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Antenatal affairs: discourses of pregnancy and the unborn c.1900

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In the decades after World War Two, routine obstetric monitoring and debate over abortion law reform provoked intense controversy over the public meanings of the fetus as patient, person and icon. In order to trace the rise of these identities over the long term, we need to recover the locally and historically specific ways in which the fetus and its relationships to women have been constructed. This paper uses a range of sources drawn from a single city, Edinburgh, at the turn of the twentieth century, to reconstruct understandings of pregnancy and the unborn in a culture in which many present attitudes and assumptions about ‘antenatal affairs’ took shape. Court records for the sensational trial of a woman charged with procuring abortion and an obstetric physician’s diary will help to distinguish lay and medical views.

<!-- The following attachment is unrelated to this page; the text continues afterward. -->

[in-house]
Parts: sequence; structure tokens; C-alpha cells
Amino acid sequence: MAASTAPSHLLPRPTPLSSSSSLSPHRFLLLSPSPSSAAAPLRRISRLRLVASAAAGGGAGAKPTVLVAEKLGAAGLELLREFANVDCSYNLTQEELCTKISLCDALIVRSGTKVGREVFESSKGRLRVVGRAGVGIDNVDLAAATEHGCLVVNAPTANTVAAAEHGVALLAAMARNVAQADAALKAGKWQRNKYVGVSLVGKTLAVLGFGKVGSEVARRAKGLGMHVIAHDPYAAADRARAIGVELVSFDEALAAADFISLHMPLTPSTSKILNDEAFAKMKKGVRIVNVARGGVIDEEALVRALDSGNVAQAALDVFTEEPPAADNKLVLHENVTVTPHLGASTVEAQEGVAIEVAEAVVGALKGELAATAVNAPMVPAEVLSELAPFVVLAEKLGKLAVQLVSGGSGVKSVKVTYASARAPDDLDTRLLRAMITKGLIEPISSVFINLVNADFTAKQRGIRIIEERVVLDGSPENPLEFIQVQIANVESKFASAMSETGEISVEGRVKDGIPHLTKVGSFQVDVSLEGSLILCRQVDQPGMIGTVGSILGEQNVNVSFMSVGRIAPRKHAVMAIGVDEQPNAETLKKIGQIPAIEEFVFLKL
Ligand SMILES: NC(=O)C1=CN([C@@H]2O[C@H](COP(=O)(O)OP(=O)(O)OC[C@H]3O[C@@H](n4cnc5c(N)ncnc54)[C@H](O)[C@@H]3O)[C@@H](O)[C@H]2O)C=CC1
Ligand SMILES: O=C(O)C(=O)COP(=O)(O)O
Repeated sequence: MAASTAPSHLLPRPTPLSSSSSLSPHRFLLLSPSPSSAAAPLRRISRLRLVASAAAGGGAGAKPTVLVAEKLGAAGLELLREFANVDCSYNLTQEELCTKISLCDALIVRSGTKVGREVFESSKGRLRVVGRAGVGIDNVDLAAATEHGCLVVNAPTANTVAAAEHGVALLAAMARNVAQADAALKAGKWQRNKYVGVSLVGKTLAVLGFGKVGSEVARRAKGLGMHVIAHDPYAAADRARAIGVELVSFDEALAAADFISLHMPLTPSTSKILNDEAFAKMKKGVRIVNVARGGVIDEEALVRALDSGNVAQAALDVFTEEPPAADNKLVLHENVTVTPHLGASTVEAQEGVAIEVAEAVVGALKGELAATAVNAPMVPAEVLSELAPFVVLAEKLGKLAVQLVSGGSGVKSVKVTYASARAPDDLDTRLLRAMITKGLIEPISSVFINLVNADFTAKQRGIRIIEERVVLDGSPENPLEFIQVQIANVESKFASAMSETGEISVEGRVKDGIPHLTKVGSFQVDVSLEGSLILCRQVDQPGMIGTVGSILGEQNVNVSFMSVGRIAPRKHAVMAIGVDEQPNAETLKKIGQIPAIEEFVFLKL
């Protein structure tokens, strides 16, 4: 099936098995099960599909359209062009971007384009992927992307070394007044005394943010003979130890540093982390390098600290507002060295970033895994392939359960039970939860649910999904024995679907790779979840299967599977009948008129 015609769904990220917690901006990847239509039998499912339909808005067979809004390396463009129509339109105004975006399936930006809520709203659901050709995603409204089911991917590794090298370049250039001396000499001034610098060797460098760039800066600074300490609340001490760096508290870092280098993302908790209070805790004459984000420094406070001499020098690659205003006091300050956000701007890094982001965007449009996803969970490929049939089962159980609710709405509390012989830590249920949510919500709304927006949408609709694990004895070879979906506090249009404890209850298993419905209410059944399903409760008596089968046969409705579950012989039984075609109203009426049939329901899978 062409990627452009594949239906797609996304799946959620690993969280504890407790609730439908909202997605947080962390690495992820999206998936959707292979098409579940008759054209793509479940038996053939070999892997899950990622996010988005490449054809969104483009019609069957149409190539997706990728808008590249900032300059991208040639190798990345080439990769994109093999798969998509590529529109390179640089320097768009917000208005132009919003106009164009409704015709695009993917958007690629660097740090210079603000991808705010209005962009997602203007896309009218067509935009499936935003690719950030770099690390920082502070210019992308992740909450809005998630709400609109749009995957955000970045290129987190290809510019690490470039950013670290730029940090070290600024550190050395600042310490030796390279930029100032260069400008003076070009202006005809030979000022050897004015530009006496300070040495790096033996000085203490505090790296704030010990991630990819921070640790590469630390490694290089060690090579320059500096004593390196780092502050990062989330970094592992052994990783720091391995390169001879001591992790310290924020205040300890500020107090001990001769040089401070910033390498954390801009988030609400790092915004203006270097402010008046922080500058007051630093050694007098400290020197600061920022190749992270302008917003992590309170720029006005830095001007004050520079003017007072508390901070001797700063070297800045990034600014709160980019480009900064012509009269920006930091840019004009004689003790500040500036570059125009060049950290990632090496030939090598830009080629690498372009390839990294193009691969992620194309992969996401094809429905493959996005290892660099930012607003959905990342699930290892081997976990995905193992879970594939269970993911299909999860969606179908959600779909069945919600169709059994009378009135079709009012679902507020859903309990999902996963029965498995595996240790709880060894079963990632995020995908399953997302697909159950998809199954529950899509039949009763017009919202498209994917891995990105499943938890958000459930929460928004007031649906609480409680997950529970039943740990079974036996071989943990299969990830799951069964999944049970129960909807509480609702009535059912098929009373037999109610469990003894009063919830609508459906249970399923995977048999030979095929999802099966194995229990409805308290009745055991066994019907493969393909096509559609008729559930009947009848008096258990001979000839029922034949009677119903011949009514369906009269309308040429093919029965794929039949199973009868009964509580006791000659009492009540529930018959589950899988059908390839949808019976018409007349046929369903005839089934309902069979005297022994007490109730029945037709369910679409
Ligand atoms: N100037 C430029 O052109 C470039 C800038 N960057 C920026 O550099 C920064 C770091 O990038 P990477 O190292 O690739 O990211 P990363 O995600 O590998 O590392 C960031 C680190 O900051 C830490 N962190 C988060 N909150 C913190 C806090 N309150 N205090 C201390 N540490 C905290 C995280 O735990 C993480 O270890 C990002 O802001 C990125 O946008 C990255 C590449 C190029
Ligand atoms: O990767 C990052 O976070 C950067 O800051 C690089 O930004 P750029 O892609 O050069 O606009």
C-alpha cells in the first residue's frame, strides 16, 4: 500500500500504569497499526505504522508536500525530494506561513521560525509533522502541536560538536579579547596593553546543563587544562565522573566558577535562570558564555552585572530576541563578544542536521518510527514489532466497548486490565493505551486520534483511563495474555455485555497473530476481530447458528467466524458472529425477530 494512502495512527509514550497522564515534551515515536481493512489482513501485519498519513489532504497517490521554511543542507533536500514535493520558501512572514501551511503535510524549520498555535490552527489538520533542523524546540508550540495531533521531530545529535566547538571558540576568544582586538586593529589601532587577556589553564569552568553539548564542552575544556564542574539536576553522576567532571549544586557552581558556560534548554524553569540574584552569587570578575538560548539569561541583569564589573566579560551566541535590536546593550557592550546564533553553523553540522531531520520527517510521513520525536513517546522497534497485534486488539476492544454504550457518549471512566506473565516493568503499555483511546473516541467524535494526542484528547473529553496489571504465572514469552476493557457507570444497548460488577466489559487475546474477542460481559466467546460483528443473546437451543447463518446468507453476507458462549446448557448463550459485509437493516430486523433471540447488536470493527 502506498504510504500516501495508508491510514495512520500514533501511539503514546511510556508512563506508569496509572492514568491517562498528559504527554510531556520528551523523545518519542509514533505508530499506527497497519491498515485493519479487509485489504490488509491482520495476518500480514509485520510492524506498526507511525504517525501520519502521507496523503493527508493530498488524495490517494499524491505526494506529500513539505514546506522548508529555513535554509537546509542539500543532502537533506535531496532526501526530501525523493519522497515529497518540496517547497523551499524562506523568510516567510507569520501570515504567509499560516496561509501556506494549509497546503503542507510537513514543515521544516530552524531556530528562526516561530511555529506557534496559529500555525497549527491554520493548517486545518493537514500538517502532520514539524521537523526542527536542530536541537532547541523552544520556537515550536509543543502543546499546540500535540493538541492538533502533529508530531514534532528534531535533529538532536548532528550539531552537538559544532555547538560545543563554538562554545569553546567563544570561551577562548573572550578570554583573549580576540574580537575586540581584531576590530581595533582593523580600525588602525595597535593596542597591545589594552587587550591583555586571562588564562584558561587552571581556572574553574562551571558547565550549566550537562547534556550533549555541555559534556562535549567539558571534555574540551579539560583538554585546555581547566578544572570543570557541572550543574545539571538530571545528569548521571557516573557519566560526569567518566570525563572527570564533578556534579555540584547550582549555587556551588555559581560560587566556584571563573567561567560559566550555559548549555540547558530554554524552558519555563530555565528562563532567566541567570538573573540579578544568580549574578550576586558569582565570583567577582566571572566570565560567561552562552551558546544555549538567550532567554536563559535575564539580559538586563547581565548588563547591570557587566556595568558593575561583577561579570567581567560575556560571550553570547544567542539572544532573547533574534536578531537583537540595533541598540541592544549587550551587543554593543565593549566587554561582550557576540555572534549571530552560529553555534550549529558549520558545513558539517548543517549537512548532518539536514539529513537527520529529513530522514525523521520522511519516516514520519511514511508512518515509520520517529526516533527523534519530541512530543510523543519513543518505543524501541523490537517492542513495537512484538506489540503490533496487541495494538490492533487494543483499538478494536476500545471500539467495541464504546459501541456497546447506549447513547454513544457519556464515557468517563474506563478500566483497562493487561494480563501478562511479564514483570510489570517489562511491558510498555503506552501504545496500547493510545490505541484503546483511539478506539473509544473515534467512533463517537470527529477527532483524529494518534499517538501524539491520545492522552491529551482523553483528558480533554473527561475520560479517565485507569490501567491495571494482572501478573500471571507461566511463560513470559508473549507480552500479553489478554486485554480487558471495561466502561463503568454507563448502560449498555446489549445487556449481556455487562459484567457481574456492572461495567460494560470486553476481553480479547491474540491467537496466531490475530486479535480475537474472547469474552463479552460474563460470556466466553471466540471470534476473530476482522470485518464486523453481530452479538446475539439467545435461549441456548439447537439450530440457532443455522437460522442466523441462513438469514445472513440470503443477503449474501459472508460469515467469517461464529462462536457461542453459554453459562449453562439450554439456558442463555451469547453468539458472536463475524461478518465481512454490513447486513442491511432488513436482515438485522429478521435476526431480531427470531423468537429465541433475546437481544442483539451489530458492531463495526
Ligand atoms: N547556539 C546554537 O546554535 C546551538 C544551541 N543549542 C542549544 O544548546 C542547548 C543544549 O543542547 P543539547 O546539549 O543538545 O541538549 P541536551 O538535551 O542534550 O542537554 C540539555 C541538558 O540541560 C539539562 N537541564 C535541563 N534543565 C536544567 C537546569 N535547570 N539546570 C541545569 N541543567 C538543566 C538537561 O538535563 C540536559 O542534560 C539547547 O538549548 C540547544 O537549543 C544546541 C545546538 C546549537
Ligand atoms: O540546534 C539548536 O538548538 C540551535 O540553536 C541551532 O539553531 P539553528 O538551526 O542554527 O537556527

This talk is part of the Cabinet of Natural History series.

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